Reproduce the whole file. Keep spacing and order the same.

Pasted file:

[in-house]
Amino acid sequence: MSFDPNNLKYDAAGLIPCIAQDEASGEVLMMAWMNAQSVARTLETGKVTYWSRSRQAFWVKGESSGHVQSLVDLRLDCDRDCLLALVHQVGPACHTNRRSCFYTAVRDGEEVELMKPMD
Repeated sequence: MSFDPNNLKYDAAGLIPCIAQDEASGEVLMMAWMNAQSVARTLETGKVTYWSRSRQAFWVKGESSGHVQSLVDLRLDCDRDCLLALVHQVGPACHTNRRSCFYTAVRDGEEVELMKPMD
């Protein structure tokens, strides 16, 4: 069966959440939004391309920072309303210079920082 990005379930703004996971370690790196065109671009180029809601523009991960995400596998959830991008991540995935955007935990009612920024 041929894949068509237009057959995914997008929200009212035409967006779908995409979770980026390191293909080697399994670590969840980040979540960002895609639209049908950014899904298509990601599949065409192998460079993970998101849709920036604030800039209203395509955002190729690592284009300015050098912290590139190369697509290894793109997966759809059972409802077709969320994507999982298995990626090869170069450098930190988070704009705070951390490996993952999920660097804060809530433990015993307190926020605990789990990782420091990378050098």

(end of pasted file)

[in-house]
Amino acid sequence: MSFDPNNLKYDAAGLIPCIAQDEASGEVLMMAWMNAQSVARTLETGKVTYWSRSRQAFWVKGESSGHVQSLVDLRLDCDRDCLLALVHQVGPACHTNRRSCFYTAVRDGEEVELMKPMD
Repeated sequence: MSFDPNNLKYDAAGLIPCIAQDEASGEVLMMAWMNAQSVARTLETGKVTYWSRSRQAFWVKGESSGHVQSLVDLRLDCDRDCLLALVHQVGPACHTNRRSCFYTAVRDGEEVELMKPMD
């Protein structure tokens, strides 16, 4: 069966959440939004391309920072309303210079920082 990005379930703004996971370690790196065109671009180029809601523009991960995400596998959830991008991540995935955007935990009612920024 041929894949068509237009057959995914997008929200009212035409967006779908995409979770980026390191293909080697399994670590969840980040979540960002895609639209049908950014899904298509990601599949065409192998460079993970998101849709920036604030800039209203395509955002190729690592284009300015050098912290590139190369697509290894793109997966759809059972409802077709969320994507999982298995990626090869170069450098930190988070704009705070951390490996993952999920660097804060809530433990015993307190926020605990789990990782420091990378050098």